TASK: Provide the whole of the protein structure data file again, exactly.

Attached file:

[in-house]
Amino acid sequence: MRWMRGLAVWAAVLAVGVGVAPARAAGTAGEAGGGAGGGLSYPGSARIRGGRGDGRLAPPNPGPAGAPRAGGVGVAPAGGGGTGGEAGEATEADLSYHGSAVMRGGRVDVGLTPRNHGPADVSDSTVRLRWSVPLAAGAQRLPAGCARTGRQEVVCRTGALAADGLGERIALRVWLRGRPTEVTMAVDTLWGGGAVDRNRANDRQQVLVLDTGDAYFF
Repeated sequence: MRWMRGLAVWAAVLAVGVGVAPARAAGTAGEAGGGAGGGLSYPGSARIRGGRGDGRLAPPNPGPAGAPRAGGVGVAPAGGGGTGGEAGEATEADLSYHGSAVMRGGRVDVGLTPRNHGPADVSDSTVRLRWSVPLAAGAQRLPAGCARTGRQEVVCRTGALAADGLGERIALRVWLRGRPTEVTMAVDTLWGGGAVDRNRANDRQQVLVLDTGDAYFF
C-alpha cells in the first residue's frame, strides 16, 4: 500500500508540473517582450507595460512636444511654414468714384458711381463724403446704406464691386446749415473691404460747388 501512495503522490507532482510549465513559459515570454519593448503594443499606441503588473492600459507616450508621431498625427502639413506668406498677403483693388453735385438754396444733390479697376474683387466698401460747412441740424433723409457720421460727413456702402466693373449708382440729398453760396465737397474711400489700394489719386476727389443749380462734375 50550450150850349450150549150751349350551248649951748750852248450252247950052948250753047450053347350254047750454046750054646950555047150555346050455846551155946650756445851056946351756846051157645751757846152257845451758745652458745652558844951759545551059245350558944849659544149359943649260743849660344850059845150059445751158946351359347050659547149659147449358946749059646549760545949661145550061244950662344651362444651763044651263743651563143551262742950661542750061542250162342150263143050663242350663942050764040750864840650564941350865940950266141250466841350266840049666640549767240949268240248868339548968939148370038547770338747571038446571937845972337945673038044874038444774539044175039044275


[in-house]
Amino acid sequence: MRWMRGLAVWAAVLAVGVGVAPARAAGTAGEAGGGAGGGLSYPGSARIRGGRGDGRLAPPNPGPAGAPRAGGVGVAPAGGGGTGGEAGEATEADLSYHGSAVMRGGRVDVGLTPRNHGPADVSDSTVRLRWSVPLAAGAQRLPAGCARTGRQEVVCRTGALAADGLGERIALRVWLRGRPTEVTMAVDTLWGGGAVDRNRANDRQQVLVLDTGDAYFF
Repeated sequence: MRWMRGLAVWAAVLAVGVGVAPARAAGTAGEAGGGAGGGLSYPGSARIRGGRGDGRLAPPNPGPAGAPRAGGVGVAPAGGGGTGGEAGEATEADLSYHGSAVMRGGRVDVGLTPRNHGPADVSDSTVRLRWSVPLAAGAQRLPAGCARTGRQEVVCRTGALAADGLGERIALRVWLRGRPTEVTMAVDTLWGGGAVDRNRANDRQQVLVLDTGDAYFF
C-alpha cells in the first residue's frame, strides 16, 4: 500500500508540473517582450507595460512636444511654414468714384458711381463724403446704406464691386446749415473691404460747388 501512495503522490507532482510549465513559459515570454519593448503594443499606441503588473492600459507616450508621431498625427502639413506668406498677403483693388453735385438754396444733390479697376474683387466698401460747412441740424433723409457720421460727413456702402466693373449708382440729398453760396465737397474711400489700394489719386476727389443749380462734375 50550450150850349450150549150751349350551248649951748750852248450252247950052948250753047450053347350254047750454046750054646950555047150555346050455846551155946650756445851056946351756846051157645751757846152257845451758745652458745652558844951759545551059245350558944849659544149359943649260743849660344850059845150059445751158946351359347050659547149659147449358946749059646549760545949661145550061244950662344651362444651763044651263743651563143551262742950661542750061542250162342150263143050663242350663942050764040750864840650564941350865940950266141250466841350266840049666640549767240949268240248868339548968939148370038547770338747571038446571937845972337945673038044874038444774539044175039044275